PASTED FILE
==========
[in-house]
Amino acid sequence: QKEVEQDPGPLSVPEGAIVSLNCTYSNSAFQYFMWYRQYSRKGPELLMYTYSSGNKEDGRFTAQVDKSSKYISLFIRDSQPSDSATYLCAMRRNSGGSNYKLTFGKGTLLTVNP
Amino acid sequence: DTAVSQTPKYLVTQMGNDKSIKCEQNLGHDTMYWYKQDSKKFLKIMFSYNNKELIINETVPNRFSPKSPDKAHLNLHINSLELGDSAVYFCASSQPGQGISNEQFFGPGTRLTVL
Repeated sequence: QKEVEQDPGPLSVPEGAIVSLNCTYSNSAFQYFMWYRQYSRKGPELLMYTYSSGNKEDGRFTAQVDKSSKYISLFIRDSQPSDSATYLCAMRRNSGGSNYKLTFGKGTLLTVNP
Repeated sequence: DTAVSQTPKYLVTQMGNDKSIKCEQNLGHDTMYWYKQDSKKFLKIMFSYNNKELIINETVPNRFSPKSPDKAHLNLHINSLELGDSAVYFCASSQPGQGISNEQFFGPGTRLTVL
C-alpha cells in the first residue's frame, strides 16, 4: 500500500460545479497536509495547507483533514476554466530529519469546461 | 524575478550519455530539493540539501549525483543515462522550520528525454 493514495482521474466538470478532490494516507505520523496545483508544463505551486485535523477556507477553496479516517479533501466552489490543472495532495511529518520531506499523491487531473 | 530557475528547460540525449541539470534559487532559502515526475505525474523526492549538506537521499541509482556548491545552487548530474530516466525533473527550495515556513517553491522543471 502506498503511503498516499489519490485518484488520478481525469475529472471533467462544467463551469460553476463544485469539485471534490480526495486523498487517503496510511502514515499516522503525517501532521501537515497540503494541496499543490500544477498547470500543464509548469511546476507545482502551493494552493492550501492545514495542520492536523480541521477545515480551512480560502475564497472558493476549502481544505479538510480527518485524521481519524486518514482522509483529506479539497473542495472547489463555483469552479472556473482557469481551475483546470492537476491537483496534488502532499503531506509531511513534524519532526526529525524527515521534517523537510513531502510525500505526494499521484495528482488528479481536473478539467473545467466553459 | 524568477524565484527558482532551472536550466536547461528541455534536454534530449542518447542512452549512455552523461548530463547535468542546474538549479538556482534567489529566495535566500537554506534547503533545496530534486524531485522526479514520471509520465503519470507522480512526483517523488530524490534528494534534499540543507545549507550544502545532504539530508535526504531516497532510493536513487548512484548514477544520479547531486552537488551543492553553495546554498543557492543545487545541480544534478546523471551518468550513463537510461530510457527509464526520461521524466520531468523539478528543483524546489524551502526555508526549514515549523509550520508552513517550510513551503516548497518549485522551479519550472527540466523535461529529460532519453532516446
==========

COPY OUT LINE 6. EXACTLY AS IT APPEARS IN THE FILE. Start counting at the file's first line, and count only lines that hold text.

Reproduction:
C-alpha cells in the first residue's frame, strides 16, 4: 500500500460545479497536509495547507483533514476554466530529519469546461 | 524575478550519455530539493540539501549525483543515462522550520528525454 493514495482521474466538470478532490494516507505520523496545483508544463505551486485535523477556507477553496479516517479533501466552489490543472495532495511529518520531506499523491487531473 | 530557475528547460540525449541539470534559487532559502515526475505525474523526492549538506537521499541509482556548491545552487548530474530516466525533473527550495515556513517553491522543471 502506498503511503498516499489519490485518484488520478481525469475529472471533467462544467463551469460553476463544485469539485471534490480526495486523498487517503496510511502514515499516522503525517501532521501537515497540503494541496499543490500544477498547470500543464509548469511546476507545482502551493494552493492550501492545514495542520492536523480541521477545515480551512480560502475564497472558493476549502481544505479538510480527518485524521481519524486518514482522509483529506479539497473542495472547489463555483469552479472556473482557469481551475483546470492537476491537483496534488502532499503531506509531511513534524519532526526529525524527515521534517523537510513531502510525500505526494499521484495528482488528479481536473478539467473545467466553459 | 524568477524565484527558482532551472536550466536547461528541455534536454534530449542518447542512452549512455552523461548530463547535468542546474538549479538556482534567489529566495535566500537554506534547503533545496530534486524531485522526479514520471509520465503519470507522480512526483517523488530524490534528494534534499540543507545549507550544502545532504539530508535526504531516497532510493536513487548512484548514477544520479547531486552537488551543492553553495546554498543557492543545487545541480544534478546523471551518468550513463537510461530510457527509464526520461521524466520531468523539478528543483524546489524551502526555508526549514515549523509550520508552513517550510513551503516548497518549485522551479519550472527540466523535461529529460532519453532516446